FORMER REP. KATIE HILL (D-CA): Well, look, I mean, this is something that we were talking about that I was talking about with my colleagues long before I left. Because you know, we were getting closer and closer to the point where it seemed like a vote might be inevitable.

And so many, you know, of those who were in the frontline districts or these districts that voted for Trump in the first place were saying, you know, I didn't come to Congress because I wanted to be a politician for my whole life.

I came here because I believe in our country and I believe in making this a better place than, you know, what our country is turned into politically. And so, at the end of the day if I lose my seat, I did what I thought was right.

And so, this isn't about getting re-elected and it never should be. So, I'm just tremendously proud of, you know, my former colleagues like Joe Cunningham and Max Rose and Elissa Slotkin those who are ultimately making this choice knowing that it could cost them their reelection. And I hope that the people who help to elect them in the first place whether it's donors or volunteers or voters and supporters that they show up and double down and make sure that that happens again.

LEMON: Let me play another clip from Congresswoman Slotkin. She is speaking to CNN's Jason Carroll after her town hall. Here it is.

(BEGIN VIDEO CLIP)

SLOTKIN: All I can tell you is if you live your life only looking at polls and only figuring out how to keep this job another two years you are in it for the wrong reasons. And we need a different generation who thinks differently and works harder and focuses on what's important not just what's politically expedient.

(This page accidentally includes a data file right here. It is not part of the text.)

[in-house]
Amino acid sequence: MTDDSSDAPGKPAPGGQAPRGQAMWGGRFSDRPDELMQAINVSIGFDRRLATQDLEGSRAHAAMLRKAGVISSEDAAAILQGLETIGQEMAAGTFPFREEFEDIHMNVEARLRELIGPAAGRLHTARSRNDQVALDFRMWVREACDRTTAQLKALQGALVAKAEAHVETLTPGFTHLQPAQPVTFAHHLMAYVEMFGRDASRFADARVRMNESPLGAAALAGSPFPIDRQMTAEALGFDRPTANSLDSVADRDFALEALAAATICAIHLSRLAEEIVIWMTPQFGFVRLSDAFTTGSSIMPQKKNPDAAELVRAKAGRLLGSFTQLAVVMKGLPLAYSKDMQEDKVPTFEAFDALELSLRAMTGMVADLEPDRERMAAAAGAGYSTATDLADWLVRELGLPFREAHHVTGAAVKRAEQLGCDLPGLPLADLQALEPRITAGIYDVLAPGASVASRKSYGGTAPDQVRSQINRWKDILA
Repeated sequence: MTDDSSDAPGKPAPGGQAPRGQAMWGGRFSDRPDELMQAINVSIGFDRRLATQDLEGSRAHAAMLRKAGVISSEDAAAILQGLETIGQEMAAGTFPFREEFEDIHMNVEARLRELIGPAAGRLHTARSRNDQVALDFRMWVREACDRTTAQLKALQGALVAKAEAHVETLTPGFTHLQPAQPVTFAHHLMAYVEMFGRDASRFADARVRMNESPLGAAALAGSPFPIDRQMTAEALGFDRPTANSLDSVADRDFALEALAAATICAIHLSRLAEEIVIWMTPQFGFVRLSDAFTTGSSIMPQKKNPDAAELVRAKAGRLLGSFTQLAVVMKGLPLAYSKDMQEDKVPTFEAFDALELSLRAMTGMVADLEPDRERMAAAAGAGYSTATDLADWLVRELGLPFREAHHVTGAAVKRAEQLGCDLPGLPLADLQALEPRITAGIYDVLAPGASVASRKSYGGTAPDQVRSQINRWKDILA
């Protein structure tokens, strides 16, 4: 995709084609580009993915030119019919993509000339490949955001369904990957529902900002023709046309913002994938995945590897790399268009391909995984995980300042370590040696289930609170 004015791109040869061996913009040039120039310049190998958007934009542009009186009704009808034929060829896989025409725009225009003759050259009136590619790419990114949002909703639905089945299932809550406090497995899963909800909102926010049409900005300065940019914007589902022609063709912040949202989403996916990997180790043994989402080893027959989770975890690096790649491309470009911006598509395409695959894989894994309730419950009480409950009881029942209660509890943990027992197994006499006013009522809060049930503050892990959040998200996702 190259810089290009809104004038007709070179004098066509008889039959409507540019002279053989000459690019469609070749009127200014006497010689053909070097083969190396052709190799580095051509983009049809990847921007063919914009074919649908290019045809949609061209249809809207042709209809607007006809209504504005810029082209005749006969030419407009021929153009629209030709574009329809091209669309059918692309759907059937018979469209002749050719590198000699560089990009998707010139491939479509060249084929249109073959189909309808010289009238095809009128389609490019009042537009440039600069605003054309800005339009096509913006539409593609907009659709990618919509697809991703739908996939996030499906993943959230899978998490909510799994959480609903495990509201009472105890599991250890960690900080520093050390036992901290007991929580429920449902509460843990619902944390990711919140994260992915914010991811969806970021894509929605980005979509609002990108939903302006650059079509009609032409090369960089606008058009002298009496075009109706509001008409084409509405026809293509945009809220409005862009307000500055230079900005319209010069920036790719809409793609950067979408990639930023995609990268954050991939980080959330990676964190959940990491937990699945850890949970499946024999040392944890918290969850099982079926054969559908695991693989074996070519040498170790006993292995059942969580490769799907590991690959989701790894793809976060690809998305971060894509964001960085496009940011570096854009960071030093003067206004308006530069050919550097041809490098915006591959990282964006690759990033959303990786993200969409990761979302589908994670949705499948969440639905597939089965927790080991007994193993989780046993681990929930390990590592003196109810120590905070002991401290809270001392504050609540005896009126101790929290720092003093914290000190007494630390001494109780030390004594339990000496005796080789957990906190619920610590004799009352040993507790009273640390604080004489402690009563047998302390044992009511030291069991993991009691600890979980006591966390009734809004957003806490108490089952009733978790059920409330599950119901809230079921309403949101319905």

And if that's not what my district wants from me, then I will move a along.

(END VIDEO CLIP)

LEMON: OK. So, to her point, this is up on our screen now is a new CNN poll out tonight showing the country basically split on the issue of impeachment nationally. And the battleground states is even closer.

[23:20:02]

Is that really how your former colleagues will be making their decision?

HILL: Well, no. I think that the majority of them are going to be making it based on what they say as far as evidence goes and I hope that that's the same kind of decision that the Senate makes. That's why it's so important that the Senate has a fair trial. And I know that Laurence Tribe has spoken earlier today with Erin

Burnett about how we need to make sure that the Senate is actually holding a fair trial. You know, there are going to be impeachment protests and actions all across the country tomorrow.

This isn't just about the vote that's going to happen in the House. This has to be about what Mitch McConnell is going to be doing. Ad if it's a rigged jury to begin with then we don't need so send these articles of impeachment over. We actually should hold onto them and insist that this is something that needs to be conducted fairly. And in accordance with, you know, precedent and the Constitution and what's right for our country moving forward.

LEMON: That's the same thing that John Dean said on the show on Friday that he thinks that they should hold the articles of impeachment and wait.

HILL: Yes.

LEMON: You heard about New Jersey Congressman Jeff Van Drew. I'm sure, right? Sources are saying that he's expected to leave --

HILL: Of course.

LEMON: -- the Democratic Party to become Republican. Because what he says he's a strong opposition of impeachment.

HILL: Yes.

LEMON: Give me your take on that. What do you think?

HILL: You know I think it's incredibly disappointing. And you know I don't know what the basis of his decision is. Right? And I think that that may even be --

(CROSSTALK)

LEMON: I think he wants to keep his career.

HILL: -- some other Democrats --

LEMON: I don't think it has anything to do with impeachment. I think he just wants he can't be elected as a Democrat but that's my -- that's my take.

HILL: Yes. You know, I just for the life of me I can't understand that motivation. I mean, you know, I just don't know that the job in and of itself is, you know, worth sacrificing your integrity. I just don't get it.